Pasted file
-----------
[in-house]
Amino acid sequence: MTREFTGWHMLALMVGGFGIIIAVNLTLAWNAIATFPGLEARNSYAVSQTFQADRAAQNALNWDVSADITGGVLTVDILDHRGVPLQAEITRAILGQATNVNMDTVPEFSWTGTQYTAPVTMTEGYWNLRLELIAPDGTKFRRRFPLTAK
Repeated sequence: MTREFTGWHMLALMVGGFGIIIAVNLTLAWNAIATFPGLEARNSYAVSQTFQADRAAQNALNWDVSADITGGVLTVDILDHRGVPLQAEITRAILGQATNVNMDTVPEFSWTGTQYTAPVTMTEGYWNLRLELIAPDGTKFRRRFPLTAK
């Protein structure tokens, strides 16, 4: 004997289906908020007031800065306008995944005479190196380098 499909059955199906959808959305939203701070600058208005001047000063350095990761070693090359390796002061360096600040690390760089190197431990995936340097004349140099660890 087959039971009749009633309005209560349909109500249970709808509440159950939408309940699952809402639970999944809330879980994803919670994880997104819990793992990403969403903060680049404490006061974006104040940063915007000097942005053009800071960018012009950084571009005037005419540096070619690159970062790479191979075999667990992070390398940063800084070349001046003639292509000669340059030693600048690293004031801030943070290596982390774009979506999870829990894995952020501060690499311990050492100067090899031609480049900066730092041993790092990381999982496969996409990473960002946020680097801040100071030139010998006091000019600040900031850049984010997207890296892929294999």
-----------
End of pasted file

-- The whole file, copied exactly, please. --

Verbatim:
[in-house]
Amino acid sequence: MTREFTGWHMLALMVGGFGIIIAVNLTLAWNAIATFPGLEARNSYAVSQTFQADRAAQNALNWDVSADITGGVLTVDILDHRGVPLQAEITRAILGQATNVNMDTVPEFSWTGTQYTAPVTMTEGYWNLRLELIAPDGTKFRRRFPLTAK
Repeated sequence: MTREFTGWHMLALMVGGFGIIIAVNLTLAWNAIATFPGLEARNSYAVSQTFQADRAAQNALNWDVSADITGGVLTVDILDHRGVPLQAEITRAILGQATNVNMDTVPEFSWTGTQYTAPVTMTEGYWNLRLELIAPDGTKFRRRFPLTAK
């Protein structure tokens, strides 16, 4: 004997289906908020007031800065306008995944005479190196380098 499909059955199906959808959305939203701070600058208005001047000063350095990761070693090359390796002061360096600040690390760089190197431990995936340097004349140099660890 087959039971009749009633309005209560349909109500249970709808509440159950939408309940699952809402639970999944809330879980994803919670994880997104819990793992990403969403903060680049404490006061974006104040940063915007000097942005053009800071960018012009950084571009005037005419540096070619690159970062790479191979075999667990992070390398940063800084070349001046003639292509000669340059030693600048690293004031801030943070290596982390774009979506999870829990894995952020501060690499311990050492100067090899031609480049900066730092041993790092990381999982496969996409990473960002946020680097801040100071030139010998006091000019600040900031850049984010997207890296892929294999």